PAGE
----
Lucy Bronze, playing through knee pain, says England have plenty of work to do to win Euro 2022

England star Lucy Bronze warns Lionesses there is still plenty of work to do to win Euro 2022… as the right-back reveals an old knee injury means she is now having to play through pain

  • Lucy Bronze says England still have work to do ahead of the Euro 2022 final 
  • The defender scored the second of the Lionesses’ four goals against Sweden
  • Bronze is playing through pain after missing part of last season with knee injury

Lucy Bronze says the job isn’t done yet after England thrashed Sweden to make the final of Euro 2022.

Bronze scored the second goal in a 4-0 win which booked the Lionesses’ place at Wembley. But the defender, who had suffered three semi-final defeats prior to Tuesday’s victory, is adamant there is still work to be done before England can celebrate.

‘It’s certainly not done yet,’ Bronze said. ‘For players like myself and Ellen [White] and Fran [Kirby] who’ve experienced a lot of semi-final defeats, it’s nice to get over those defeats and get over the line and finally get ourselves in the final. But it’s certainly not job done though.

Lucy Bronze says that England have work to do ahead of Sunday’s Euro 2022 final at Wembley

‘I think anyone I’ve spoken to before the tournament knows I was always focussed on wanting to win the final. Now we’ve every chance of doing that. That was a job we came here to do and now we’ve got ourselves in the best position to do that.’

Bronze missed half of the 2021-2022 season after undergoing knee surgery and the defender admitted previous injuries are still causing her problems.

‘It’s been difficult to come back from a knee injury which has lingered for a very long time and still is now. I’ve just got to play through it. There are plenty of players who are having to play through pain in their career and I’m now one of them.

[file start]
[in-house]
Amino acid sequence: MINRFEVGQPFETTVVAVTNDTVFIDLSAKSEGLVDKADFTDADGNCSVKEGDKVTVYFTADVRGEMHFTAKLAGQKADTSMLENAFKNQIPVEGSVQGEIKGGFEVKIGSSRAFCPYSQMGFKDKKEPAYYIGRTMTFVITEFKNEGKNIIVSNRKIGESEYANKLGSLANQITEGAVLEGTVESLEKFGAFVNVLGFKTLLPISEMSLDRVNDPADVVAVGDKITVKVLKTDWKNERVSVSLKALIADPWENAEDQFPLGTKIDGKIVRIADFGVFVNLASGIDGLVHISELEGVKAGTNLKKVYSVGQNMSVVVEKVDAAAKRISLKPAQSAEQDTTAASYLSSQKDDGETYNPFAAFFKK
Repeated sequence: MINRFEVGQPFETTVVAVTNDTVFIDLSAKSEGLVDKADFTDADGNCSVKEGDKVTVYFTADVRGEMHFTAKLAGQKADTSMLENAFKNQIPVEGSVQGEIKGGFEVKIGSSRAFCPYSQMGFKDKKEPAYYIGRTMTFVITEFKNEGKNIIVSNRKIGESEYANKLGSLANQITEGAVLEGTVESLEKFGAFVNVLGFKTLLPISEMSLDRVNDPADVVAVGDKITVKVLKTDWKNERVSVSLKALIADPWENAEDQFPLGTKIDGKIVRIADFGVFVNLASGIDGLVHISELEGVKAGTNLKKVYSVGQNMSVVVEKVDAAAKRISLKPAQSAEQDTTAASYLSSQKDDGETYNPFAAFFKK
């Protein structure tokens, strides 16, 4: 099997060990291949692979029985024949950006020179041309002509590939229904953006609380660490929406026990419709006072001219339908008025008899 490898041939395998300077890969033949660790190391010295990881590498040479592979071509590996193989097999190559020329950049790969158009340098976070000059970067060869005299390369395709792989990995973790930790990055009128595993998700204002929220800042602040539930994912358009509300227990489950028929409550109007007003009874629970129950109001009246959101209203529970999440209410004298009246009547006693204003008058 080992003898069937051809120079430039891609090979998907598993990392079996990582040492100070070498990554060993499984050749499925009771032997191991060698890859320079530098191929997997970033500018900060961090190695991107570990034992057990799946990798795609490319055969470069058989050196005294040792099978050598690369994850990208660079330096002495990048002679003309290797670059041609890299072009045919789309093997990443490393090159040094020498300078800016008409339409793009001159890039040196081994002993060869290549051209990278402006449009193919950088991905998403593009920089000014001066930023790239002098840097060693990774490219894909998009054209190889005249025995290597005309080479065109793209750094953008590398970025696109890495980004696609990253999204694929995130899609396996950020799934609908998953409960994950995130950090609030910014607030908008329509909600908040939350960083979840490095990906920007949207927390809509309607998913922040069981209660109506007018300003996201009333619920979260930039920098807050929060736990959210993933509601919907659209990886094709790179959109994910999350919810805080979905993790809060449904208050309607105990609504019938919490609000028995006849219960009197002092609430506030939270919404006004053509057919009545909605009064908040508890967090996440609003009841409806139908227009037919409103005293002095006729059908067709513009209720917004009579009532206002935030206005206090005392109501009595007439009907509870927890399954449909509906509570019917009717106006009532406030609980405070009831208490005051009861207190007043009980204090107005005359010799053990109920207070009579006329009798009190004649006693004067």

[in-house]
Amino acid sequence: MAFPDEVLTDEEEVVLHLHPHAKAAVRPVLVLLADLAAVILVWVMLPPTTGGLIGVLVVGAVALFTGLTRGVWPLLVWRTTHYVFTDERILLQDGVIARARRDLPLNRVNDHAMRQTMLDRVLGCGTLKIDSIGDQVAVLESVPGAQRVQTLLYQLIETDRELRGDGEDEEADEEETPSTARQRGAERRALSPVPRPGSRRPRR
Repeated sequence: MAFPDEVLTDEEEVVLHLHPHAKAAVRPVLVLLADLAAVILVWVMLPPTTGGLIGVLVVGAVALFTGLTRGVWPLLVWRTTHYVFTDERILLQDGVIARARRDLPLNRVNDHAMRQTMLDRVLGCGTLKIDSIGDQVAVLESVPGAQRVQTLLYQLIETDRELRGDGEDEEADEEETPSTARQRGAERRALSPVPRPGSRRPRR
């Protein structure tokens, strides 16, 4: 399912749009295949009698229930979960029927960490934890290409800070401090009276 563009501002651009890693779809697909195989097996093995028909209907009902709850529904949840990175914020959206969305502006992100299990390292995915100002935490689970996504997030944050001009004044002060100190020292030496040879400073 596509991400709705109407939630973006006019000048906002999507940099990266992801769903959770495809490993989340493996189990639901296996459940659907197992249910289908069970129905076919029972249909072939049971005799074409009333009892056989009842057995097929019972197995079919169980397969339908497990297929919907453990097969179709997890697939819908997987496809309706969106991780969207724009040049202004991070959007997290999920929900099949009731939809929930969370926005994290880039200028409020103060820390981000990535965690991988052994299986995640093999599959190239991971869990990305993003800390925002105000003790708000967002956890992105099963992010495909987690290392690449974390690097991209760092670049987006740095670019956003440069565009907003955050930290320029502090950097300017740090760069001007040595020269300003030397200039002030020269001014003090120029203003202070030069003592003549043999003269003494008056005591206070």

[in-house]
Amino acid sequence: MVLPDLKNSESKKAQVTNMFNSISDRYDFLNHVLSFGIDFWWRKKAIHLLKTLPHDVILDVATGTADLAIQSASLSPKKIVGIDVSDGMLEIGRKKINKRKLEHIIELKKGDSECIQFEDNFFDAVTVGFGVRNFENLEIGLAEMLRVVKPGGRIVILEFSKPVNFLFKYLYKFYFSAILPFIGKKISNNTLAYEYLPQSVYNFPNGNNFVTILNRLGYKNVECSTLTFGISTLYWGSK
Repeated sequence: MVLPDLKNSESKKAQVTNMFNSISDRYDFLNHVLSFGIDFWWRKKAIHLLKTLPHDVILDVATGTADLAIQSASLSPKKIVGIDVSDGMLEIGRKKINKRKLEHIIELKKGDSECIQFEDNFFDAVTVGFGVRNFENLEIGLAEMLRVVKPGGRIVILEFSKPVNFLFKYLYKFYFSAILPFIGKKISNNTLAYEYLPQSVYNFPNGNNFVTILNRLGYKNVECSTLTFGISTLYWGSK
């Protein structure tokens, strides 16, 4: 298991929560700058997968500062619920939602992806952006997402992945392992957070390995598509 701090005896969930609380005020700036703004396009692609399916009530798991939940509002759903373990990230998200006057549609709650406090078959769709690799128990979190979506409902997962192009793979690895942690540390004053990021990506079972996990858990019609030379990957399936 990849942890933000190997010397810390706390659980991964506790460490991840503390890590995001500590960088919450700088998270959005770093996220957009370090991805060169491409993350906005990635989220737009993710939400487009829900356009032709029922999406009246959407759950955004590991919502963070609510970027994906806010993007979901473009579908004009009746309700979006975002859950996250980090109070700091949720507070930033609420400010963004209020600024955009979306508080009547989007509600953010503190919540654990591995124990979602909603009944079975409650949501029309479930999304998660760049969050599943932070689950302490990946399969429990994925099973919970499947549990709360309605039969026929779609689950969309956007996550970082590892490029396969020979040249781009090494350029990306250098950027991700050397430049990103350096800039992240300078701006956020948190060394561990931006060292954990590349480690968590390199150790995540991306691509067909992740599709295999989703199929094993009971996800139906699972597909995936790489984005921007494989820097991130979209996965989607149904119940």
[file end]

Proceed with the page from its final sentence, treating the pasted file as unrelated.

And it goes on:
‘I don’t feel like I did a couple of years ago. The Lucy Bronze of a couple of years ago was “the best player in the world!” I’m still happy to be contributing to the team, still playing good football, obviously getting an assist for Beth [Mead] and getting her up there to get the Golden Boot.’

The Lionesses had suffered three defeats at the semi-final stage before Tuesday's epic 4-0 win

The Lionesses had suffered three defeats at the semi-final stage before Tuesday’s epic 4-0 win

England’s victory means Sarina Wiegman is the first manager to lead two different nations to the final of a European Championship, after she won the competition with the Netherlands in 2017. 

Bronze believes Wiegman’s calmness on the touchline has been key in the Lionesses going one step further than the last three tournaments.

‘I think that’s made the difference in the finals now. I think that being Dutch, she’s to the point. She tries not to get carried away. I think it’s quite funny that pretty much everyone in the whole of Holland said they’ve never seen Sarina Wiegman jump around like she did after the Spain game. I think she said herself that the Spanish performance was one of the best she’d ever seen.

‘I think in a home Euros there’s a lot of emotion and a lot of support. We don’t want to get carried away too much and she’s one of those people that is very process driven. She’s very excited but once the game’s done we’re onto the next game. 

Bronze has praised Dutch manager Sarina Wiegman for her approach to leading the Lionesses

Bronze has praised Dutch manager Sarina Wiegman for her approach to leading the Lionesses

‘We don’t get carried away with our emotion but on and off the field we still enjoy the game and still enjoy the moment at the right time. Obviously she’s been through the process many times before, making the finals. She probably knows better than anyone.’

A record crowd will attend the Euro 2022 final, with 90,000 expected at Wembley for the biggest game of the summer. 

The best gate for a women’s game in the UK is 77,768, for England’s friendly against Germany in 2019. A limited number of tickets went on sale to England fans yesterday.

A TV audience of 11.2million, including streams, tuned into BBC1 to watch Wiegman’s side thrash Sweden. The crowd of 28,642 in Sheffield was a record for a semi-final at a women’s European Championship.